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Obama calls for offshore drilling in Southeast

WASHINGTON — The Obama administration on Tuesday outlined a politically fraught plan for allowing oil and gas drilling offshore along parts of the Atlantic coast while imposing new restrictions on environmentally fragile waters off northern Alaska.

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Two from Fort Worth appointed by Gov. Abbott to university boards

Steve Hicks, a University of Texas System regent who has been a vocal opponent of regents who have criticized the system’s flagship campus in Austin, was reappointed to the board by Gov. Greg Abbott on Thursday. 

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Museum District: Area’s evolution creating more interaction, public spaces

Fifteen years ago if someone had shot a cannon from Fort Worth’s world-renowned museum district, nobody would have noticed, joked Lori Eklund, senior deputy director of the Amon Carter Museum of American Art. But that has changed.

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Energy Transfer Partners, Regency Energy announce $18B merger

Energy Transfer Partners LP of Dallas and Regency Energy Partners LP have entered into a definitive merger agreement.

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American Airlines' first 787 Dreamliner arrives at D/FW

American is preparing the plane to begin service sometime in the second quarter.

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Pentagon leaders pleased by F-35 improvements

 

Frank Kendall, Under Secretary of Defense for Acquisition, Technology and Logistics at Fort Worth's Lockheed plant on June 13, 2013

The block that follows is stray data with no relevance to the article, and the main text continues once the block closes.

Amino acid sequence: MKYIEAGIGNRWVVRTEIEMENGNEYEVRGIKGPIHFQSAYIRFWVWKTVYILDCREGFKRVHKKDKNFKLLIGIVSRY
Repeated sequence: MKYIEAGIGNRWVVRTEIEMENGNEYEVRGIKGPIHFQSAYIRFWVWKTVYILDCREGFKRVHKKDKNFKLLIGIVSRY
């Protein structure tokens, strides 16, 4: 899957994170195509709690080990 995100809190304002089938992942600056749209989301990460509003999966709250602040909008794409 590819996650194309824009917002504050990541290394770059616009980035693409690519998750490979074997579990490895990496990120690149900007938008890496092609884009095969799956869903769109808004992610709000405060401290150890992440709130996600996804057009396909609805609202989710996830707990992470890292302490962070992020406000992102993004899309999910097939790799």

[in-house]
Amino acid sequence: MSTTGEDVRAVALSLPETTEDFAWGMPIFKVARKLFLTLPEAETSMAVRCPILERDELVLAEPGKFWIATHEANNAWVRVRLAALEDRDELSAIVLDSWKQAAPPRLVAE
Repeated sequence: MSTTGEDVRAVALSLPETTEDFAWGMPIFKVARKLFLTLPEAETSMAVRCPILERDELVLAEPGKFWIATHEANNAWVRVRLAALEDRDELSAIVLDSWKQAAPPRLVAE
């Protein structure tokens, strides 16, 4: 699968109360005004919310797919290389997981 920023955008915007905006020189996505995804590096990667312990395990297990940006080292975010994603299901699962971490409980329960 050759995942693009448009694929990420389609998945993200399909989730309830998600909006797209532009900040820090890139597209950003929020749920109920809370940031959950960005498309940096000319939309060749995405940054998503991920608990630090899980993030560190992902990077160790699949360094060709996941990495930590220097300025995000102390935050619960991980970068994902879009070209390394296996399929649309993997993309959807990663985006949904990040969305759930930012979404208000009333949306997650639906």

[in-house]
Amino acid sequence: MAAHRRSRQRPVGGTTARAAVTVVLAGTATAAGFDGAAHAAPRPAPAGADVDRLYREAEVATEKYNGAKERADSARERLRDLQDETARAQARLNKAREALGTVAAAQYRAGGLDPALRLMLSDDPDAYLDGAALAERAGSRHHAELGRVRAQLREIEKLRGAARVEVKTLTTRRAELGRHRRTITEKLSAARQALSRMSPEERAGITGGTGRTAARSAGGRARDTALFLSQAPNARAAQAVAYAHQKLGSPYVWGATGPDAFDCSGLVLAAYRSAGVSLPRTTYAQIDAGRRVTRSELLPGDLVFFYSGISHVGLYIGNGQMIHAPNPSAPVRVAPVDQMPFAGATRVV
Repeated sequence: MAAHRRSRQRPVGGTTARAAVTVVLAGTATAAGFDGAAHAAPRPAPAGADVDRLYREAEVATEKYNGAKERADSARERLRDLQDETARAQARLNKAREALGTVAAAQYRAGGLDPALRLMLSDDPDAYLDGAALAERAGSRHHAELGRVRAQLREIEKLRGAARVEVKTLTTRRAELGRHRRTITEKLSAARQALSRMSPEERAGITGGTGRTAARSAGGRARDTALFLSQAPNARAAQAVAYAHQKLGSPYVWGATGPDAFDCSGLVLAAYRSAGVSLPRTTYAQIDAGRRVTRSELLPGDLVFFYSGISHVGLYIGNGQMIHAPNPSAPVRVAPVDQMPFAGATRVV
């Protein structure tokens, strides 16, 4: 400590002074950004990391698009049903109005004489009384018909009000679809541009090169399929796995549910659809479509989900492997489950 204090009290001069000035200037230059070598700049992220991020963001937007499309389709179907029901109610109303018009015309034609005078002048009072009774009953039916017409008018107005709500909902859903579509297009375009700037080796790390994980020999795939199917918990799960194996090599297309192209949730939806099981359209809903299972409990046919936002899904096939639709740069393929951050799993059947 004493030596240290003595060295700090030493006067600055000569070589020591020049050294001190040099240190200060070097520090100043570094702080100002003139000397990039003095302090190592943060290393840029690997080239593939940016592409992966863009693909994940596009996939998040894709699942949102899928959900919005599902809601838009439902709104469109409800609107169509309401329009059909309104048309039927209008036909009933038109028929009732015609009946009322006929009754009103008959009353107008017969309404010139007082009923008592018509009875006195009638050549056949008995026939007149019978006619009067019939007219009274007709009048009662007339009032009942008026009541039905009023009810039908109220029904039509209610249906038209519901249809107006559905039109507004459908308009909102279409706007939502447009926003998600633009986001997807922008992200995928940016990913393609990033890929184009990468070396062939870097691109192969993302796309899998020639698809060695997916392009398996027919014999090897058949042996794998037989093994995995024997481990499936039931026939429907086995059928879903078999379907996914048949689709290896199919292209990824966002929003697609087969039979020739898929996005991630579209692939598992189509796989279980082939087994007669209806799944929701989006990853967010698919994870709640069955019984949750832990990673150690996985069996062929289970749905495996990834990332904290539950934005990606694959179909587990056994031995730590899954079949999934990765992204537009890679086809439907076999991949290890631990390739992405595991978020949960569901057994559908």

Photo by Alyson Peyton Perkins

J. Parker Ragland

Special to the Business Press

Fort Worth - During a news conference Thursday at Fort Worth’s Lockheed plant, Frank Kendall, Under Secretary of Defense for Acquisition, Technology and Logistics, said he is “cautiously optimistic” about increasing production of the F-35.
The F-35 Lightning II is multirole jet that combines stealth technologies with fighter capabilities. The aircraft is a product of the Joint Strike Fighter (JSF) Project. The plane achieved its first flight in December 2006 but is not planned to be introduced into the U.S. Armed Forces until the end of 2015.
Kendall assured that “the development program is executing close to planned. A couple of areas are slipping a little bit in schedule, but the slips are not dramatic.” He continued, “At this point in time, unless there’s a significant surprise, I think we will be able to raise production and have an increased rate in the FY-15 budget, which we’ll be preparing and submitting after the first of the year.”
In 2010, the Defense Department was not as optimistic about the direction of the F-35 program. Since then Lockheed has made several leadership changes in the program.
Currently, the program is about 40 percent of the way through the flight test program, and some of the more difficult software remains incomplete.
Referring to a recent negotiation at Lockheed Martin, Kendall urged that there was a “decidedly different tone” in this meeting than those he has chaired in the past.
To date, 9,300 employees, of the 14,000 employed at Lockheed Martin’s Fort Worth facility, are working on the F-35 program. The overall economic impact to the Fort Worth economy from the F-35 is $4.6 billion, totaling $4.8 billion to the state of Texas.
“Ultimately, it [these changes] will mean that we will get the production rates up to a much higher level; it will mean more work here in Fort Worth and in other places where people are building elements for the F-35,” said Kendall. “We’re right now running at about 30 aircraft per year. We had a little bit for international partners. We plan to ramp up to several times that, ultimately, and that will obviously be an increased capacity and workflow through the factory here.”
 

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